In William Friedkin’s To Live and Die in L.A., a quintessential Los Angeles crime thriller, artifice reigns, but so too does art.
Whether lost in the pregnant pause of a phantom victory, swamped by the rush of bizarre sex appeal, or struggling with the desire to follow a new best friend but kept back by the ironclad claims of home, Pee-wee understands that dreams are the basis for strange journeys.
Lost gives its audience an interpretation of the Hero’s Journey that goes beyond the sort of mythopoetic checklist we’ve become accustomed to.
The Marquis de Sade was kind of a hack.
Through the Olive Trees is about the melding of two guiding principles: the aching yearn we all have for human companionship, and the knowledge gained by peeking behind the cinematic curtain and seeing ourselves.
Once I noticed the Kimberlys in Nora Ephron’s work, I couldn’t stop noticing them. If we’re accepting Ephron’s own assertion that real-life hurt and heartbreak can be put into fiction with impunity, what did she have against some woman named Kimberly?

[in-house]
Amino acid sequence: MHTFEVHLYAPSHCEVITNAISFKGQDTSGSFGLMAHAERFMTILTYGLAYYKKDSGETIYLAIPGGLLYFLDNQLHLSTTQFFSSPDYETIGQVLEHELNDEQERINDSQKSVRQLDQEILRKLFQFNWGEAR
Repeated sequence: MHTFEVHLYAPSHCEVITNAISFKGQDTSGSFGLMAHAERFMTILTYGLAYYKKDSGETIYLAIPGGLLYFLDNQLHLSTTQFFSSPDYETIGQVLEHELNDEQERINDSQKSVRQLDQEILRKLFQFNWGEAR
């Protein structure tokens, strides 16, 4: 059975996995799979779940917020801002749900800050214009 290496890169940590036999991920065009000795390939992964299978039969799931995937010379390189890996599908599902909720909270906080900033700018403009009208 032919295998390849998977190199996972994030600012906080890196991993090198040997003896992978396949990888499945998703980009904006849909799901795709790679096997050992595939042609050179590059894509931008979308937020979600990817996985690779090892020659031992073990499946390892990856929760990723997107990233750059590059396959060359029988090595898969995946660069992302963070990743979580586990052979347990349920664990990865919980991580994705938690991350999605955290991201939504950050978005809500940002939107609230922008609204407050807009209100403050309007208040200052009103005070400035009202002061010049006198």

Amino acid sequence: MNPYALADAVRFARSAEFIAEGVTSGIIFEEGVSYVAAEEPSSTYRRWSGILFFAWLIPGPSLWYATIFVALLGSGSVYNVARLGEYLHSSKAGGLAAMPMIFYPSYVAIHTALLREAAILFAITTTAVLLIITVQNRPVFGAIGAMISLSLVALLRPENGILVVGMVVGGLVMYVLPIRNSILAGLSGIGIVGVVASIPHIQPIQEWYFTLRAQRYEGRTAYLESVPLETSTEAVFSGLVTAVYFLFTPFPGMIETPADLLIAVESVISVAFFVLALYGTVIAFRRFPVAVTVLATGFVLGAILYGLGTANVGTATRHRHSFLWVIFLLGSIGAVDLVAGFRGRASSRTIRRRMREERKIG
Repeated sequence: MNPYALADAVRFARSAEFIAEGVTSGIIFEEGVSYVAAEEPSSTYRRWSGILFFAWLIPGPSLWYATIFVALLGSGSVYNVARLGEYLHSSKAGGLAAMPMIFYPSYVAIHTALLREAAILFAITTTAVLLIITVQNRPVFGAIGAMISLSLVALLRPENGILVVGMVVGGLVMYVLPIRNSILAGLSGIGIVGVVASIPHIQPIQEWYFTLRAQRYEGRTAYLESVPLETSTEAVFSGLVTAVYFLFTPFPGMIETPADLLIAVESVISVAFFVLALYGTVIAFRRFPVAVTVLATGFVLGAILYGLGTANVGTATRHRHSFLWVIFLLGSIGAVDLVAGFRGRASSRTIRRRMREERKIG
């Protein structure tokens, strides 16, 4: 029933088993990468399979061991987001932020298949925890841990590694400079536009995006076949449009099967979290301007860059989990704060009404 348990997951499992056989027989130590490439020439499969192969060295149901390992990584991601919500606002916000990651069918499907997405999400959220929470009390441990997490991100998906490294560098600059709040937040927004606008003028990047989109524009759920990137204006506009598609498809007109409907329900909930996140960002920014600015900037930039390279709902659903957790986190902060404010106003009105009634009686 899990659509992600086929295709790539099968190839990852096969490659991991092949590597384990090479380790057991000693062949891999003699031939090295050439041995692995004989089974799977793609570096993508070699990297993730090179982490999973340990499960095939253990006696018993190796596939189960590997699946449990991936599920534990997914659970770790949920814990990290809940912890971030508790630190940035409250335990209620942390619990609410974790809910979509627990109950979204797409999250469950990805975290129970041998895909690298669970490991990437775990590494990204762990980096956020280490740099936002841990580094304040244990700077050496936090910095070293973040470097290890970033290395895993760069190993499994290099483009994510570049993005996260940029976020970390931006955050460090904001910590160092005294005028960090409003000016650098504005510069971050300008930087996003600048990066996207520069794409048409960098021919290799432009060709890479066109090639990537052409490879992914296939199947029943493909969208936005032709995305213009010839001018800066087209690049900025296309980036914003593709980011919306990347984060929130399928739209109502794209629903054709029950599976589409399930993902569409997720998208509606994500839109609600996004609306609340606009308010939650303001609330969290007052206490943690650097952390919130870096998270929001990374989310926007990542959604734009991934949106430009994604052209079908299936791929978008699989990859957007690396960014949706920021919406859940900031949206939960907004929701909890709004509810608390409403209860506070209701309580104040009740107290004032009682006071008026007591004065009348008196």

One of Naoko Yamada’s most striking and unique traits as a director is her ability to convey the emotional intensity of a love confession, not through bombast or theatrical showiness, but through the startling vulnerability of a genuinely honest conversation.
The weight of family and the sacrifice for a better life in Sam Mendes' Road to Perdition.
Paradise Now provides humanity to the oppressed, even as years of continued violence chip away at their personhood, providing a defense of the disenfranchised and a portrait of damaged resilience that still remains incomparable nearly fifteen years later.
"Based on an actual lie.” That’s how Lulu Wang’s new film The Farewell starts out, before China-born, U.S.-raised Billi (Awkwafina) returns to Changchun as her family prepares to say goodbye to their matriarch Nai Nai, who’s been diagnosed with cancer. The one catch: Nai Nai doesn’t know she’s sick.
"For all its whimsy, the core of Brigsby Bear is one of simmering hurt—the story of someone forced, at the gentle but firm insistence of people who can’t understand him, to try and move beyond a lifelong trauma that he can only barely recognize as such."
An interview with Kara VanderBijl